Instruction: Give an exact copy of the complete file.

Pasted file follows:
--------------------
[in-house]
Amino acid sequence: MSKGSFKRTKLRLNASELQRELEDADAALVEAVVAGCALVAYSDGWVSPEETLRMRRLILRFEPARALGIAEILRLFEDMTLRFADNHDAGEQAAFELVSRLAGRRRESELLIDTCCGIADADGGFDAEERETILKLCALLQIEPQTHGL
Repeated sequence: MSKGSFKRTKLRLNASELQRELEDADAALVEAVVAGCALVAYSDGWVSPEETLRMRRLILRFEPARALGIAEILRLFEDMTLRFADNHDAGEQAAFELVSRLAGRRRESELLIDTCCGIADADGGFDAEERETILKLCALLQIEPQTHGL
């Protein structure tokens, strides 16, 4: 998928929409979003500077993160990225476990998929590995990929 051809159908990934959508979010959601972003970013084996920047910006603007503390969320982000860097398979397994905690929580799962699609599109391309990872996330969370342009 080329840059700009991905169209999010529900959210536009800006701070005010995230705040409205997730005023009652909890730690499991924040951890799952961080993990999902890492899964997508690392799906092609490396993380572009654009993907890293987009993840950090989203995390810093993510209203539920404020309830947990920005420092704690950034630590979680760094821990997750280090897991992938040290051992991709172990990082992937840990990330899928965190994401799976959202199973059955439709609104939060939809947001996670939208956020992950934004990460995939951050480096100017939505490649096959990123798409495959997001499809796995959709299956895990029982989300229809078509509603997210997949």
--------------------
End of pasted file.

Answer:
[in-house]
Amino acid sequence: MSKGSFKRTKLRLNASELQRELEDADAALVEAVVAGCALVAYSDGWVSPEETLRMRRLILRFEPARALGIAEILRLFEDMTLRFADNHDAGEQAAFELVSRLAGRRRESELLIDTCCGIADADGGFDAEERETILKLCALLQIEPQTHGL
Repeated sequence: MSKGSFKRTKLRLNASELQRELEDADAALVEAVVAGCALVAYSDGWVSPEETLRMRRLILRFEPARALGIAEILRLFEDMTLRFADNHDAGEQAAFELVSRLAGRRRESELLIDTCCGIADADGGFDAEERETILKLCALLQIEPQTHGL
């Protein structure tokens, strides 16, 4: 998928929409979003500077993160990225476990998929590995990929 051809159908990934959508979010959601972003970013084996920047910006603007503390969320982000860097398979397994905690929580799962699609599109391309990872996330969370342009 080329840059700009991905169209999010529900959210536009800006701070005010995230705040409205997730005023009652909890730690499991924040951890799952961080993990999902890492899964997508690392799906092609490396993380572009654009993907890293987009993840950090989203995390810093993510209203539920404020309830947990920005420092704690950034630590979680760094821990997750280090897991992938040290051992991709172990990082992937840990990330899928965190994401799976959202199973059955439709609104939060939809947001996670939208956020992950934004990460995939951050480096100017939505490649096959990123798409495959997001499809796995959709299956895990029982989300229809078509509603997210997949």